Soil samples were passed through a 2 mm sieve and homogenized. The fraction under 2 mm was determined and expressed as a percentage of total soil on a dry mass basis. Separation of the four soil organic carbon (Corg) pools was performed by a combination of physical and chemical fractionation techniques through a three-step process developed by Six et al. (2002) and modified by Stewart et al. (2009), summarized here. This three-step process isolates a total of 12 fractions, and it is based on the assumed link between the isolated fractions and the protection mechanisms involved in the stabilization of organic C. First a partial dispersion and physical fractionation of the soil are performed to obtain three size fractions: >250 mm (coarse nonprotected particulate organic matter, POM), 53–250 mm (microaggregate fraction), and <53 mm (easily dispersed silt and clay). This physical fractionation is done on air-dried 2 mm soil sieved through a 250 mm sieve. Material greater than 250 mm remained on the sieve. Microaggregates were collected on a 53 mm sieve that was subsequently wet-sieved to separate the easily dispersed silt- and clay-sized fractions from the water-stable microaggregates. The suspension was centrifuged at 127 g for 7 min to separate the silt-sized fraction. This supernatant was subsequently separated, flocculated, and centrifuged at 1730 g for 15 min to separate the clay-sized fraction. All fractions were dried in a 60 ∘C oven and weighed. Afterwards there was a second step involving a further fractionation of the microaggregate fraction isolated in the first step. A density flotation with sodium polytungstate was used to isolate fine nonprotected POM (LF): after removing the fine nonprotected POM, the heavy fraction was dispersed overnight by shaking and passed through a 53 mm sieve to separate the microaggregate-protected POM (>53 mm in size, iPOM) from the microaggregate-derived silt- and clay-sized fractions. The resulting suspension was centrifuged to separate the microaggregate-derived silt-sized fraction from the clay-sized fraction as described above. A final third step involved the acid hydrolysis of each of the isolated silt- and clay-sized fractions. The silt- and clay-sized fractions from both the density flotation and the initial dispersion and physical fractionation were subjected to acid hydrolysis. The unprotected pool includes the POM and LF fractions, isolated in the first and second fractionation steps, respectively. The physically protected SOC consists of the SOC measured in the microaggregates. It includes not only the iPOM but also the hydrolyzable and nonhydrolyzable SOC of the intermediate fraction (53–250 µm). The chemically and biochemically protected pools correspond to the hydrolyzable and nonhydrolyzable SOC in the fine fraction (<53 µm), respectively. In all cases, SOC fractions, and in the bulk soil, organic carbon concentrations were determined by using the wet oxidation sulfuric acid and potassium dichromate method of Anderson and Ingram (1993).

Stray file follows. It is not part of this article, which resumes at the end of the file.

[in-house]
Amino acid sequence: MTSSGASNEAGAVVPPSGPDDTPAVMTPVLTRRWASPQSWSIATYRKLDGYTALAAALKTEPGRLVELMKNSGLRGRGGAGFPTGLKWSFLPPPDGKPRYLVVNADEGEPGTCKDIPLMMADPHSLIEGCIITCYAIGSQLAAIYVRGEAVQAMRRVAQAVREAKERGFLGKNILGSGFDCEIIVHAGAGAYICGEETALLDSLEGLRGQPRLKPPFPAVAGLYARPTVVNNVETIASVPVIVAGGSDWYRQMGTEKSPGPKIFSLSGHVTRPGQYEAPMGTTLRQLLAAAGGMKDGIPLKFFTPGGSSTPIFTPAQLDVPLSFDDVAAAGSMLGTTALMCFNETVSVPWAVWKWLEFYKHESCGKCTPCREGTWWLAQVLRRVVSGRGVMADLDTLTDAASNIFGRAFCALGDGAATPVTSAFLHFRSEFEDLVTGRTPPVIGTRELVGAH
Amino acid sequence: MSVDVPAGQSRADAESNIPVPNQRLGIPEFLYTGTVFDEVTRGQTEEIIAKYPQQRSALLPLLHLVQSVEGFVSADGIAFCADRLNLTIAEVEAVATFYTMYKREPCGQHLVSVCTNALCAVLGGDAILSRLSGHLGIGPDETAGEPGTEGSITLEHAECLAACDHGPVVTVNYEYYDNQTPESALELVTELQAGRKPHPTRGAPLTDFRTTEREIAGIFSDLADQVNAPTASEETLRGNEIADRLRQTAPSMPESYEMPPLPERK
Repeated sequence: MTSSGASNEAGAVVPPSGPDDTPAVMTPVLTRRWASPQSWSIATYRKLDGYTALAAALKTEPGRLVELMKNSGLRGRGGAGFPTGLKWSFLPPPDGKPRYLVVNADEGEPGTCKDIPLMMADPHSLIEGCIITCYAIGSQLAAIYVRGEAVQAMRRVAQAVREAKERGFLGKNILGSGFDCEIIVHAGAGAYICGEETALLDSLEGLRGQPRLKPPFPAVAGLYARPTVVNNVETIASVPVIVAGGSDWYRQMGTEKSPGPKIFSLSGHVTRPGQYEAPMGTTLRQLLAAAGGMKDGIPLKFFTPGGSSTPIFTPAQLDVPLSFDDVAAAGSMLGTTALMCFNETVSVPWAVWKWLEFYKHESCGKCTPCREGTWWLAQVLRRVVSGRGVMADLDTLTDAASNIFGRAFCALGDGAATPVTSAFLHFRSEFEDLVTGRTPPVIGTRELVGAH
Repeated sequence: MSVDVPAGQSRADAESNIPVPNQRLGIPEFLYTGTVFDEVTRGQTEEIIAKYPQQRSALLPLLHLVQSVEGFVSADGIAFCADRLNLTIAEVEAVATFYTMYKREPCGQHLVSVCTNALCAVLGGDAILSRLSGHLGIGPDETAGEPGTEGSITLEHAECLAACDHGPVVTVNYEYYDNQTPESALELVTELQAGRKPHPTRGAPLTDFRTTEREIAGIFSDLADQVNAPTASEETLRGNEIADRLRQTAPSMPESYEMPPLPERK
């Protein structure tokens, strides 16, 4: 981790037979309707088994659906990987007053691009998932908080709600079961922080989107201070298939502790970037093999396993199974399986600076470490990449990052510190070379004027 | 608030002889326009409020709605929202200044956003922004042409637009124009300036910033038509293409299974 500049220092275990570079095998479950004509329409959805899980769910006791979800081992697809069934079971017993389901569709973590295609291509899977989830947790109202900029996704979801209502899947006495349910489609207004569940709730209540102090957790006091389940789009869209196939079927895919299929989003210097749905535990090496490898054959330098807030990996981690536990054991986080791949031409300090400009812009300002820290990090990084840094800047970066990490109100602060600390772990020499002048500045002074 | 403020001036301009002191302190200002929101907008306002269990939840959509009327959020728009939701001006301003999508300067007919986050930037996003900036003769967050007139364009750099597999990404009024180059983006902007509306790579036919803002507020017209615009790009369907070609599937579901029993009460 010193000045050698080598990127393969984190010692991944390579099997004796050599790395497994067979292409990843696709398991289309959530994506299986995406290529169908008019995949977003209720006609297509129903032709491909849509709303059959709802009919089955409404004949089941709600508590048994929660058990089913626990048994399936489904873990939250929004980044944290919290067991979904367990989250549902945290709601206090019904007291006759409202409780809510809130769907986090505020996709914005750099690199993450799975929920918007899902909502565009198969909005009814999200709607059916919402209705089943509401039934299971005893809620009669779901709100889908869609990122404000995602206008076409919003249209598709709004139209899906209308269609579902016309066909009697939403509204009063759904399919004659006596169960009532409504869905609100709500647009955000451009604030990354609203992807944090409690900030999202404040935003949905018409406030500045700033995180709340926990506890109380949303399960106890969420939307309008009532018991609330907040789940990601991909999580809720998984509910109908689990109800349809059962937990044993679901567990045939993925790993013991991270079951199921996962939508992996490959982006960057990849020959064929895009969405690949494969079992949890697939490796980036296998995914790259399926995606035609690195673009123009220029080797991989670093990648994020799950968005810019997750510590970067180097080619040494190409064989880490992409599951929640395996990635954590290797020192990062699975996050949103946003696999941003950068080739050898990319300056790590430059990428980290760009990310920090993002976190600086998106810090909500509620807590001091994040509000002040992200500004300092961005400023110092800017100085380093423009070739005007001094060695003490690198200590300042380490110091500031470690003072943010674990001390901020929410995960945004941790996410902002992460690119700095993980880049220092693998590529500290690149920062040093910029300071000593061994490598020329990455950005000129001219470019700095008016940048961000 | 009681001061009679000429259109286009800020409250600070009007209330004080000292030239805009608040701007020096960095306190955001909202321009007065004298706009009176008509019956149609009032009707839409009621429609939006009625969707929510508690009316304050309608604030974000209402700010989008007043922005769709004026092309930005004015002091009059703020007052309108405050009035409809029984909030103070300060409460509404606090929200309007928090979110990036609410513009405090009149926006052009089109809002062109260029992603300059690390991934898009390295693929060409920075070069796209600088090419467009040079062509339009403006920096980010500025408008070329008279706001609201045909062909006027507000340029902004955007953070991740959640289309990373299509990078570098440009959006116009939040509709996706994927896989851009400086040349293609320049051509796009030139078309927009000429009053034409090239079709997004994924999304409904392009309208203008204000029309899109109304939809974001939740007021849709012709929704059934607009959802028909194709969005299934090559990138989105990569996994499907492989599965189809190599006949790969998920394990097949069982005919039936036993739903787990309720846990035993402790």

Inorganic carbon was removed prior to stable isotope analysis by acid fumigation following the method of Harris et al. (2001). Moistened subsamples were exposed to the exhalation of HCl in a desiccator overnight. Afterwards, the samples were dried at 40 ∘C before the stable isotope ratio was measured. The N measurements were done with unacidified samples, and the stable N isotope ratios and the C and N concentrations were measured by isotope ratio mass spectrometry (Isoprime 100 coupled with an Elementar Vario Isotope Select elemental analyzer; both instruments supplied by Elementar, Langenselbold, Germany). The instrumental standard deviation for δ15N is 0.16 % and 0.11 % for δ13C. Stable isotopes are reported as delta values (‰), which are the relative differences between the isotope ratios of the samples and the isotope ratio of a reference standard.